One can also look at advancements in golf clubs, pole vaults, weightlifting suits, and many other implements that make it difficult if not impossible to compare records of today with those of the past.


Posted by Helen "Sport should not be about the equipment. Swim naked. No more arguments about whether one's suit is the reason for the medal, or one's talent."

At least the guys losing from too much "drag" might get a few marriage proposals!


Helen has the answer.


#11 writes:

Sure, it would be purer sport if we competed like the cyclists in the movie "Breaking Away" and all rode the same model of Roadmaster bike.

Not the best example, since the Little 500 does in fact require all competitors to ride the same model of bicycle. Auto racing events also typically have technical requirements for the car. It seems to me that in any sport where equipment figures prominently you have to have such requirements to make the contest interesting. The question is, has swimsuit technology gotten to the point where swimming needs those sorts of rules.


@#16- When did you swim in college? I did as well, but my first season in college was 2000...the year all this body suit stuff started due to it being an Olympic year. I tried it out, ended up wearing just the legskins (hips to ankles)...upper body was uncomfortable. That tended to be the stance most people took in the last 2 Olympics as well (Thorpe being the notable exception). You will probably be able to tell how much of a difference these new suits make based on the percentage of full body suit users this Olympic cycle compared to others.
As far as compared to paddles, the paddles allow you to put more power into the water, the suit just keeps the water from forcing to use more energy to move through it. This sounds like nitpicking but if you didn't have it then everyone would still be required to wear wool full body suits.

@#18- I think you might be misinterpreting the 2% value. He is referring to a 2% reduction in drag, which is basically unprovable and not equivalent to a 2% reduction in your time. The human body interacts with water in way too complicated a way to get a good clean "we have reduced drag X%" number, except maybe when streamlining off a wall. And then because of differences in technique you aren't getting a valid reading for everyone.

@#20- I know I speak for most swimmers (guys and girls) some parts of the human body aren't all that hydrodynamic and moving unprotected quickly through water can be painful.

@#8- They aren't selling any, the are only making them for athletes that have/probably will qualify for the Olympics (different nations trials are on different dates). They will sell them afterward for plenty of money and make many more than 30 a month.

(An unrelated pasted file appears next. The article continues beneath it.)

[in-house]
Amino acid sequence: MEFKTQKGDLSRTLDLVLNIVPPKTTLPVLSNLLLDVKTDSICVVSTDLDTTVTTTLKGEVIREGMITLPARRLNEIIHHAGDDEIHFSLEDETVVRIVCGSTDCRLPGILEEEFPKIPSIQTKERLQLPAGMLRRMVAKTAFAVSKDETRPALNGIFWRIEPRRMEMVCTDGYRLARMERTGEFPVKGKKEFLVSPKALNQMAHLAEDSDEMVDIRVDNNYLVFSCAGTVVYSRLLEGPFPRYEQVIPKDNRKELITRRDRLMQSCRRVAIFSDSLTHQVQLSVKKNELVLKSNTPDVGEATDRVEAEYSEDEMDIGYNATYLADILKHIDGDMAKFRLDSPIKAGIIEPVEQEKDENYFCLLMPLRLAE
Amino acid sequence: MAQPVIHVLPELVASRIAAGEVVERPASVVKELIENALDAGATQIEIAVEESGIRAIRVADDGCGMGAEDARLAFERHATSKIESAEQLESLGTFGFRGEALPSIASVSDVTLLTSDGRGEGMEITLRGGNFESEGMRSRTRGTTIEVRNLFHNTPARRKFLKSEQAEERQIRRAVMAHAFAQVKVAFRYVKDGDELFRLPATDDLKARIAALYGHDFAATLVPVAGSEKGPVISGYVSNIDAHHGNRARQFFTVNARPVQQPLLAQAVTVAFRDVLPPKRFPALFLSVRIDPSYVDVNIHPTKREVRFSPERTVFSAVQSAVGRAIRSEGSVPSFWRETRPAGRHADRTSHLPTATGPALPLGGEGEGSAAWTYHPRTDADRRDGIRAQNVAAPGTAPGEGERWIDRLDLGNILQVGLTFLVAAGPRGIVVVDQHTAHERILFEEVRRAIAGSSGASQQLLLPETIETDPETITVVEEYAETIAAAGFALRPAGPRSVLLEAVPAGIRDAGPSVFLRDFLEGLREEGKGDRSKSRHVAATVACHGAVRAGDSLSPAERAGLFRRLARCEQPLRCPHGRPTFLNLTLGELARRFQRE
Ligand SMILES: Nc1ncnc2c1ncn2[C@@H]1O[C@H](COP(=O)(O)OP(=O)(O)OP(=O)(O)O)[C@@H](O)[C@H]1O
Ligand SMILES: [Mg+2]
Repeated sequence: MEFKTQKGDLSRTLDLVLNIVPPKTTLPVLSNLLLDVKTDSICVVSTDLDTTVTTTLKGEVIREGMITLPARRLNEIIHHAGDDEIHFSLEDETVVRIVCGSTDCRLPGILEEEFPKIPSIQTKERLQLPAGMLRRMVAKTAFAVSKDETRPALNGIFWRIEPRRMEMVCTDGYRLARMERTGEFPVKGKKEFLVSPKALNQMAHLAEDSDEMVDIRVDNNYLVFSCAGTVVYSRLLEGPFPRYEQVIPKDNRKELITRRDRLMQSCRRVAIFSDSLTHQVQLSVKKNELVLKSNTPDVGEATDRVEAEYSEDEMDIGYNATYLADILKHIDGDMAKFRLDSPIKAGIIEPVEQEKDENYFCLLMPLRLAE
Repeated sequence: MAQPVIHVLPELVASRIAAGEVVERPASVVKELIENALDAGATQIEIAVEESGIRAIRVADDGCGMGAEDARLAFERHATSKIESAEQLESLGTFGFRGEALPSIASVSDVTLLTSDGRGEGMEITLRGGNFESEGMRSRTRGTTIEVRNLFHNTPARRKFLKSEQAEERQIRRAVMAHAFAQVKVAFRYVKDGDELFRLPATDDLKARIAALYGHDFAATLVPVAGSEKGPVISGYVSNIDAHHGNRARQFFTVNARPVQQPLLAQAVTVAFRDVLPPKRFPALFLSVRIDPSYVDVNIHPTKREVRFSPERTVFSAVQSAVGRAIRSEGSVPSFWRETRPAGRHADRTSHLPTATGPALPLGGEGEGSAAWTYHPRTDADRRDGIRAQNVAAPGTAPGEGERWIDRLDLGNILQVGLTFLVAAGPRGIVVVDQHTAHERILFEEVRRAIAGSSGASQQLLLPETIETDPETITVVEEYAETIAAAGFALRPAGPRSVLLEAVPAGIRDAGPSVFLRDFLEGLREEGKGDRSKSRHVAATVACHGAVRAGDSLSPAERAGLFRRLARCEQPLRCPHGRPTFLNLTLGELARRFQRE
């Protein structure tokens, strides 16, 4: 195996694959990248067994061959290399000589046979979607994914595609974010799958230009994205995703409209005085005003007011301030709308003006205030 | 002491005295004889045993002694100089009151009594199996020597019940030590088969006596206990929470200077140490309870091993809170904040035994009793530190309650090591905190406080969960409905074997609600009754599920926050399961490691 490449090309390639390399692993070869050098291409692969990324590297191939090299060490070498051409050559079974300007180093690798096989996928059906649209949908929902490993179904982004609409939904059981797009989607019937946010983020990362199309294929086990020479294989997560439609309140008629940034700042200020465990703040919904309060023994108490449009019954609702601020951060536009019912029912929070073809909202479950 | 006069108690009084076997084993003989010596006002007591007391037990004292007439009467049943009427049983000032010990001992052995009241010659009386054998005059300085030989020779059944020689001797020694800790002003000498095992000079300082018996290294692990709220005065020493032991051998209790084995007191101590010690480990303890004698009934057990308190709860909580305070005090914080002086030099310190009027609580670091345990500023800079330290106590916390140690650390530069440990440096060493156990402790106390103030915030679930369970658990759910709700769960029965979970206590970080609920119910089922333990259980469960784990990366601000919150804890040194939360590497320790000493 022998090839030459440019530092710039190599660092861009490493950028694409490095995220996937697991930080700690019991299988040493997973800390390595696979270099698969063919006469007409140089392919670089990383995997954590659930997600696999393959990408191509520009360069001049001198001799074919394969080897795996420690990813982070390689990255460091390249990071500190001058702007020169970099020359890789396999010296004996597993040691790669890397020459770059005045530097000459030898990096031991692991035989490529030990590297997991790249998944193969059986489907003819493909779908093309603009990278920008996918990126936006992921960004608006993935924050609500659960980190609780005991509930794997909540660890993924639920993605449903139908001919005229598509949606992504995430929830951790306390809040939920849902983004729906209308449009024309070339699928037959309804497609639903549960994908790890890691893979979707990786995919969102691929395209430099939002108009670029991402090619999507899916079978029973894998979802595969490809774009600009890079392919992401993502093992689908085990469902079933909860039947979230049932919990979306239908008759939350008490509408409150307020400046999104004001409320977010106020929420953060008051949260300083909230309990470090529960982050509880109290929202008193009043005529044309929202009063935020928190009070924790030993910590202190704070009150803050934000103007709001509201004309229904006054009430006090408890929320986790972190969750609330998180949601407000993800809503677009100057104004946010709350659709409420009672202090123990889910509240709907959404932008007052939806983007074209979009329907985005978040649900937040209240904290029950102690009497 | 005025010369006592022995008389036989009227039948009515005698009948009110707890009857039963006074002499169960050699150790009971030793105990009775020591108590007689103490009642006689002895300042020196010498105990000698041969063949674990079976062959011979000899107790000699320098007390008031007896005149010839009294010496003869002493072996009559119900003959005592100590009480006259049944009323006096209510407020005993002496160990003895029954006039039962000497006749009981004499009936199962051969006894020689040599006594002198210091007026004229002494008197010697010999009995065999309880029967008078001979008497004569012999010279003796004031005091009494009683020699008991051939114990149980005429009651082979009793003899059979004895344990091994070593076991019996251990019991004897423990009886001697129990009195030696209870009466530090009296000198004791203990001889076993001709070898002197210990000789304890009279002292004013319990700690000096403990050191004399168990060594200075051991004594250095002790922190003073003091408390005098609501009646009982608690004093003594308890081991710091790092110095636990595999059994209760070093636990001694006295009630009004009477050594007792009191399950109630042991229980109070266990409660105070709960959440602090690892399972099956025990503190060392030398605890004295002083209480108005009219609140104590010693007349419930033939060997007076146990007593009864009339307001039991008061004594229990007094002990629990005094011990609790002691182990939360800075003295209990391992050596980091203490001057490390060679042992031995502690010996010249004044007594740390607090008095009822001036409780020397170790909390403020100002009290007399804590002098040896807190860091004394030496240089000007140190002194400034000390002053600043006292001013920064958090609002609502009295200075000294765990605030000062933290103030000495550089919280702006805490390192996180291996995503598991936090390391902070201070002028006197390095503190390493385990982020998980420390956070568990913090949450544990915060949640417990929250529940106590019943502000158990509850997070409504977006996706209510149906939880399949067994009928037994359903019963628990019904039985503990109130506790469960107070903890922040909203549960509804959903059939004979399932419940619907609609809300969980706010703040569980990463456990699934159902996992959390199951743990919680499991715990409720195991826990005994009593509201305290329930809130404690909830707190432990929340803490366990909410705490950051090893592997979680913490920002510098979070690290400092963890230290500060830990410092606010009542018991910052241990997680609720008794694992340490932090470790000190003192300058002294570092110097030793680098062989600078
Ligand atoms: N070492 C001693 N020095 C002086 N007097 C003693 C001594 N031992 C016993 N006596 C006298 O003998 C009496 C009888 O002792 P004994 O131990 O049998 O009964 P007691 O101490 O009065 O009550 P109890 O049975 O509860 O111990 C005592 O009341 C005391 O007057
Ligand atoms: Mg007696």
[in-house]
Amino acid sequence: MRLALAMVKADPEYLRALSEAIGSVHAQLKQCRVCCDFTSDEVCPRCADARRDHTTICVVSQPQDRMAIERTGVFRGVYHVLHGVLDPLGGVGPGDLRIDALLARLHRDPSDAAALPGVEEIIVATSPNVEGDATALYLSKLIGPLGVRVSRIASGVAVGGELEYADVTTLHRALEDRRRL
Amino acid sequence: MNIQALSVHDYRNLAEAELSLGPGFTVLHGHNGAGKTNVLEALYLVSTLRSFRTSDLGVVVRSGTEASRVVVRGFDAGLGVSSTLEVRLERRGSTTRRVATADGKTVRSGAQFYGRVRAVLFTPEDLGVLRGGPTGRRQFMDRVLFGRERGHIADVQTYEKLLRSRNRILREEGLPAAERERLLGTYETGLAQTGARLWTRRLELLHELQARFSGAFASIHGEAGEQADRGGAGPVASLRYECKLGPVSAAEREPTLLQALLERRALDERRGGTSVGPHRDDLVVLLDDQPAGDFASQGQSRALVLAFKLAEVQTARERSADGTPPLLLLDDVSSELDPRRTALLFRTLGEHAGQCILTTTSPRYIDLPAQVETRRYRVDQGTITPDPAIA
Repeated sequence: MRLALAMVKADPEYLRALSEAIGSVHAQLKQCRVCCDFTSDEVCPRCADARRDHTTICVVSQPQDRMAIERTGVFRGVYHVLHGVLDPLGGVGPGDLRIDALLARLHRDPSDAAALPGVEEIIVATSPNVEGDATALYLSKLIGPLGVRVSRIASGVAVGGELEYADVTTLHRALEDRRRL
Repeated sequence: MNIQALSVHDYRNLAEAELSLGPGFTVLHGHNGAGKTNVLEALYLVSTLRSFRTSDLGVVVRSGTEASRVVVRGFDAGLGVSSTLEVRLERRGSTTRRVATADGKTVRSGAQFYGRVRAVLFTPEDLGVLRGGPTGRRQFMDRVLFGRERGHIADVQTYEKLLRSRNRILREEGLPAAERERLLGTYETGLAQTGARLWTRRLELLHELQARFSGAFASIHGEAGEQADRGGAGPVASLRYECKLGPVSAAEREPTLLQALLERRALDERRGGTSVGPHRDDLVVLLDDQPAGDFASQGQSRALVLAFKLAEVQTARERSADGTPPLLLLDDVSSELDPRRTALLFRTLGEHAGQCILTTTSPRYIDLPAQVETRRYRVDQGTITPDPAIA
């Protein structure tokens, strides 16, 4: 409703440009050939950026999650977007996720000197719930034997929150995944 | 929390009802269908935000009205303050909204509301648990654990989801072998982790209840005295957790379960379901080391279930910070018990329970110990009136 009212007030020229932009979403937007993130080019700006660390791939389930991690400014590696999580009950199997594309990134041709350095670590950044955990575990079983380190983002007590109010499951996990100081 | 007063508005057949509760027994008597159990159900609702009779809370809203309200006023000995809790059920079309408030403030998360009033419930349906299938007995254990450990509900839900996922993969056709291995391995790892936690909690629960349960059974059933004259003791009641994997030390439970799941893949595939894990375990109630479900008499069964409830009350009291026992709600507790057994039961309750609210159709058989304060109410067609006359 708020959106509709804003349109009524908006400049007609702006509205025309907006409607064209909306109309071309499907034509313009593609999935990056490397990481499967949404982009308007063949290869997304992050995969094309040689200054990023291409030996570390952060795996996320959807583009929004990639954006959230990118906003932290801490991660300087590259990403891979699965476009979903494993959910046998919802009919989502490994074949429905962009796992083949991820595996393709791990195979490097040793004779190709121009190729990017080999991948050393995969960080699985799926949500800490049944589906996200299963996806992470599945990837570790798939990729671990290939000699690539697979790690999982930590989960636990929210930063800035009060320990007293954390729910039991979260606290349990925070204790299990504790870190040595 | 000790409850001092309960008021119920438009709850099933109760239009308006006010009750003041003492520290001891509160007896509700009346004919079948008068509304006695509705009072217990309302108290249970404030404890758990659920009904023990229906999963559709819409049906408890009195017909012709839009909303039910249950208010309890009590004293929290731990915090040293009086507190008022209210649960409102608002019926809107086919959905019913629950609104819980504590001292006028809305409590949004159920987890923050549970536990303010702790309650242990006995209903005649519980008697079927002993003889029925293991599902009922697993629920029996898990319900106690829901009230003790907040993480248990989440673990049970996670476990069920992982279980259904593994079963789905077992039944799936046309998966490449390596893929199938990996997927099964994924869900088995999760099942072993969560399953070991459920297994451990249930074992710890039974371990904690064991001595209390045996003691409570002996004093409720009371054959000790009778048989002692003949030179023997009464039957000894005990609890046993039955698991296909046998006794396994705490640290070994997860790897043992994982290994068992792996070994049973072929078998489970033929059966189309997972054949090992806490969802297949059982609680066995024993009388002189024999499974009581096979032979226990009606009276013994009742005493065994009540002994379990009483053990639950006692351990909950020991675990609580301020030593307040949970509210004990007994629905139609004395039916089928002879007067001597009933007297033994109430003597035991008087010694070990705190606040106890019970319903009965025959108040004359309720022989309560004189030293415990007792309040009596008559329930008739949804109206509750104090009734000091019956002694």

@ no on in particular- The real issue in a lot of swimmers minds probably isn't the whole suit monopoly thing or being unable to procure one for the Olympics (I think Speedo would love it if one swimmer not having a suit of theirs was a big issue and would make absolutely sure to get then one for their race), it has more to do with the assumptions Speedo is making about stroke mechanics and body shape. Next year these suits will be all over age group, high school and college meets. Speedo has to decide where the suit is flexible and where it has grip pads (since you want your forearms to grab the water to propel you forward) and etc. etc. People have all kinds of body shapes and are flexible in different ways and pull at different angles etc. etc. Will the most Speedo approved stroke(s) be at a huge advantage come next year?


Sean Anderson

@ #13

See this column from the SF Chronicle:

Seems like some parents are resigned to paying. And the kicker? The suits magical properties are only guaranteed for six swims. Six swims.


The problem with the new LZR suits is that the swimmers will lack sex appeal. Who is going to want to watch a bunch of robots in the water? To 4:18: I will agree about watching the diving. Not only is sport technical, it is also artistic. I want to see the beauty in any sport. With the LZR suits, the beauty is lost. Also, any new world record that has been attained cannot be comparable to records attained by swimmers who wore the male-briefs and female-one piece.


#2: Weight lifting suits? I'm assuming you're being sarcastic, because they've been using exactly that sort of thing for years.

First hit on google for 'powerlifting suit':

Bench pressing has the same type of fabric-based support -- from that company again:



Actually from a purist viewpoint, not a voyeuristic, swimming naked would be a fascinating race. No starting blocks, no walls, no flip turns, just strokes. Water rushing over muscles, wave patterns following over the body.

I'm sure somewhere somebody has held this kind of race.

It's also why it's great to watch the diving team as they wear skimpy suits and you see all the muscles of the body working as they start from an absolute still stand flexed on their toes (or headstand if it's from the platform) and then work all their muscles in twists and turns. A great display of human excellence in body design and function.

Charles Paul Hoffman

The antitrust issue is pretty interesting - basically, the head of USA Swimming, the organization in charge of amateur swimming in the United States, was formerly a paid spokesperson for Speedo. He recently stated that people wearing the LZR suit have a 2% advantage over those wearing traditional swimwear. Since races are decided in fractions of a second, 2% is a huge difference, so swimmers everywhere feel that they have to switch to the LZR. Obviously, competitors were not happy with this, as it looked like Speedo was using its connections to push its product at the expense of anything else.

As a side note - anyone in New York can right now go see a LZR suit at the Met. It is part of the Superhero Fashion exhibit.


@ #9: wrist straps are not allowed in Olympic weightlifting.